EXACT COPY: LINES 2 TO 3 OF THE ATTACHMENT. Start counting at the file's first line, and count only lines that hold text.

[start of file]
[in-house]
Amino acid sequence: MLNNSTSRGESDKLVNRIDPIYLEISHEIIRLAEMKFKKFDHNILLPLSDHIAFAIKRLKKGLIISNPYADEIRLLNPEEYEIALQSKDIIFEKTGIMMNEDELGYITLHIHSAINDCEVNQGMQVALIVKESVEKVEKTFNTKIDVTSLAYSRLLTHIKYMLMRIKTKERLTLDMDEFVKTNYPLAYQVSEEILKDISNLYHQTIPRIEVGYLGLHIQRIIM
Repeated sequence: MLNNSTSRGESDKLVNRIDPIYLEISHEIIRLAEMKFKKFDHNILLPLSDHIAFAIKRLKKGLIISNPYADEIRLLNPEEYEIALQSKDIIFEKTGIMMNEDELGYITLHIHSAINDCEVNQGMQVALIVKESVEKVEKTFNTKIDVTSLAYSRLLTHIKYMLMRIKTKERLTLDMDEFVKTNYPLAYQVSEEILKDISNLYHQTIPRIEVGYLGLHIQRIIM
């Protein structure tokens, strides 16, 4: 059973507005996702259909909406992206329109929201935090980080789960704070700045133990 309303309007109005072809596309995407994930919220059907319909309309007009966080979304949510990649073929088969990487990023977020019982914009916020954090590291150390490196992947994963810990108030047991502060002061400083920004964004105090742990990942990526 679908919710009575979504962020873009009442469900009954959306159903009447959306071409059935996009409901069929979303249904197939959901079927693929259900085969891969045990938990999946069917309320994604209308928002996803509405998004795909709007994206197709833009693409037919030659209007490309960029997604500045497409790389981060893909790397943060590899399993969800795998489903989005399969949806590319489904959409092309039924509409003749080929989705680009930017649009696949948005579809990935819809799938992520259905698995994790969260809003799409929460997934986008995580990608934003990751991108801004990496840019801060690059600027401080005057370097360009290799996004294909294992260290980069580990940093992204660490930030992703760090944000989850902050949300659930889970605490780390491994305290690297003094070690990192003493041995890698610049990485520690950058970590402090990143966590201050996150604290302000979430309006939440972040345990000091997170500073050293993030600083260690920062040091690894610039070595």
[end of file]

Amino acid sequence: MLNNSTSRGESDKLVNRIDPIYLEISHEIIRLAEMKFKKFDHNILLPLSDHIAFAIKRLKKGLIISNPYADEIRLLNPEEYEIALQSKDIIFEKTGIMMNEDELGYITLHIHSAINDCEVNQGMQVALIVKESVEKVEKTFNTKIDVTSLAYSRLLTHIKYMLMRIKTKERLTLDMDEFVKTNYPLAYQVSEEILKDISNLYHQTIPRIEVGYLGLHIQRIIM
Repeated sequence: MLNNSTSRGESDKLVNRIDPIYLEISHEIIRLAEMKFKKFDHNILLPLSDHIAFAIKRLKKGLIISNPYADEIRLLNPEEYEIALQSKDIIFEKTGIMMNEDELGYITLHIHSAINDCEVNQGMQVALIVKESVEKVEKTFNTKIDVTSLAYSRLLTHIKYMLMRIKTKERLTLDMDEFVKTNYPLAYQVSEEILKDISNLYHQTIPRIEVGYLGLHIQRIIM